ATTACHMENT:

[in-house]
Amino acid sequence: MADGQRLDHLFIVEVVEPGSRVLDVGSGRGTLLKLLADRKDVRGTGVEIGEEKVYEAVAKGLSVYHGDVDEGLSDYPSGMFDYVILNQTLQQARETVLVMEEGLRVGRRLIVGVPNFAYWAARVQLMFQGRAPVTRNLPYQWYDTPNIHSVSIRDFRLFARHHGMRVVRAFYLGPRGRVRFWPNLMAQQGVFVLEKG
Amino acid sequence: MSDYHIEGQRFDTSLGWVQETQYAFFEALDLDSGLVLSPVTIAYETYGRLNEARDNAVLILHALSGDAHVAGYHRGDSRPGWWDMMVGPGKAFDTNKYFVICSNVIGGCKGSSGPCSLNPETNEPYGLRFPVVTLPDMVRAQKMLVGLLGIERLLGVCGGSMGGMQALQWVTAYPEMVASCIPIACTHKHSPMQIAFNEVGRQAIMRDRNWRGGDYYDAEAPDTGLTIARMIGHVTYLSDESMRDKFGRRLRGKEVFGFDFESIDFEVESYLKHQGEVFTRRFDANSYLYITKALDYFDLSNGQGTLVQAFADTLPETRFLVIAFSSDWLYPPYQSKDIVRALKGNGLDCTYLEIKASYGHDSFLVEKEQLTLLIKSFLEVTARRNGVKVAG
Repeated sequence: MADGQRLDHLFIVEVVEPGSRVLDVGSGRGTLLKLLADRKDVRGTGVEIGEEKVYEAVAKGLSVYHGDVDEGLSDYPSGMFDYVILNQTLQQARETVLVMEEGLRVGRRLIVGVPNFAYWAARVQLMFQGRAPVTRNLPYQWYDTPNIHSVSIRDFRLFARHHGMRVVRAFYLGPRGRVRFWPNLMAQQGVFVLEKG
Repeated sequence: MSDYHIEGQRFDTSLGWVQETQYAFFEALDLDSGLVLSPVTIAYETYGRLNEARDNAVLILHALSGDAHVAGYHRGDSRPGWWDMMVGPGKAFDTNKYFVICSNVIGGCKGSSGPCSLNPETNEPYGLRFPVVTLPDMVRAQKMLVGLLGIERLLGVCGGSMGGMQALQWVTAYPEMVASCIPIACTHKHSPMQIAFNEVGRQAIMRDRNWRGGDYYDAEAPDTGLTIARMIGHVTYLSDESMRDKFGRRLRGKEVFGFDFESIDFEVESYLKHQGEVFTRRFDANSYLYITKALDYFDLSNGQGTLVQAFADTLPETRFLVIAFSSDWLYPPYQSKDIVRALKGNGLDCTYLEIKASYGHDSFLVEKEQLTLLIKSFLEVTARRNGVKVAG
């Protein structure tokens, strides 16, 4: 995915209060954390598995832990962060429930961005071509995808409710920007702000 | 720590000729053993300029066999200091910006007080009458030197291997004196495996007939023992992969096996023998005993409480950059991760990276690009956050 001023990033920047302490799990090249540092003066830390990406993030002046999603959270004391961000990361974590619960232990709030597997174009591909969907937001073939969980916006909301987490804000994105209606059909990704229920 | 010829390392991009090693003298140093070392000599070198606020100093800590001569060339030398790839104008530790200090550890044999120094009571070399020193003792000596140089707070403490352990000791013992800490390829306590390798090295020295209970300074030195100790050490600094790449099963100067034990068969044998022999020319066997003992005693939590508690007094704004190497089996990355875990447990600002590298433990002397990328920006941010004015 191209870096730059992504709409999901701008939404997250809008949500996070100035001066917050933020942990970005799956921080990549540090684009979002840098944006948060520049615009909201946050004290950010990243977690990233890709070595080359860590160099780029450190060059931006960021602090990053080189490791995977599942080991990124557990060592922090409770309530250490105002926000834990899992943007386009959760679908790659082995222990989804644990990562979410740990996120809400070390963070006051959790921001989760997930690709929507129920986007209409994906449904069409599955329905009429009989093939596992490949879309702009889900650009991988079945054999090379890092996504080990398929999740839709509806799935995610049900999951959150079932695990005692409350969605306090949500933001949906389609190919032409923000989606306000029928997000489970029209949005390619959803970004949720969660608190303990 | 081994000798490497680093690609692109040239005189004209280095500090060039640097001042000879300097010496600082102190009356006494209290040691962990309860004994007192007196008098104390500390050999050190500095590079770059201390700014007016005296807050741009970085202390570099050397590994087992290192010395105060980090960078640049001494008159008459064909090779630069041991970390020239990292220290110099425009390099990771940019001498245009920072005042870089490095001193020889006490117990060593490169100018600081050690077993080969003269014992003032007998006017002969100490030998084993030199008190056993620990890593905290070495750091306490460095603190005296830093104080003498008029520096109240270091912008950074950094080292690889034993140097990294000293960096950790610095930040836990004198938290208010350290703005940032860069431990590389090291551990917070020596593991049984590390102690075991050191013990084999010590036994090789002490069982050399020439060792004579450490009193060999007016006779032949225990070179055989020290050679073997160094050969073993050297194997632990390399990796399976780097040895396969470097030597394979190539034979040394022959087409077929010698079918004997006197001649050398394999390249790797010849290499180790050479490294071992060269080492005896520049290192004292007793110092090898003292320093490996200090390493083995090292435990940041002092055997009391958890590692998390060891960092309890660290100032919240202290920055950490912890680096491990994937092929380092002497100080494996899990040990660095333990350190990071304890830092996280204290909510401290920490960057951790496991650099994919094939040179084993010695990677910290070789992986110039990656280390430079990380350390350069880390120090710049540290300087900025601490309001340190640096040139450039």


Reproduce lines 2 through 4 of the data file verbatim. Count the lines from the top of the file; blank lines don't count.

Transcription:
Amino acid sequence: MADGQRLDHLFIVEVVEPGSRVLDVGSGRGTLLKLLADRKDVRGTGVEIGEEKVYEAVAKGLSVYHGDVDEGLSDYPSGMFDYVILNQTLQQARETVLVMEEGLRVGRRLIVGVPNFAYWAARVQLMFQGRAPVTRNLPYQWYDTPNIHSVSIRDFRLFARHHGMRVVRAFYLGPRGRVRFWPNLMAQQGVFVLEKG
Amino acid sequence: MSDYHIEGQRFDTSLGWVQETQYAFFEALDLDSGLVLSPVTIAYETYGRLNEARDNAVLILHALSGDAHVAGYHRGDSRPGWWDMMVGPGKAFDTNKYFVICSNVIGGCKGSSGPCSLNPETNEPYGLRFPVVTLPDMVRAQKMLVGLLGIERLLGVCGGSMGGMQALQWVTAYPEMVASCIPIACTHKHSPMQIAFNEVGRQAIMRDRNWRGGDYYDAEAPDTGLTIARMIGHVTYLSDESMRDKFGRRLRGKEVFGFDFESIDFEVESYLKHQGEVFTRRFDANSYLYITKALDYFDLSNGQGTLVQAFADTLPETRFLVIAFSSDWLYPPYQSKDIVRALKGNGLDCTYLEIKASYGHDSFLVEKEQLTLLIKSFLEVTARRNGVKVAG
Repeated sequence: MADGQRLDHLFIVEVVEPGSRVLDVGSGRGTLLKLLADRKDVRGTGVEIGEEKVYEAVAKGLSVYHGDVDEGLSDYPSGMFDYVILNQTLQQARETVLVMEEGLRVGRRLIVGVPNFAYWAARVQLMFQGRAPVTRNLPYQWYDTPNIHSVSIRDFRLFARHHGMRVVRAFYLGPRGRVRFWPNLMAQQGVFVLEKG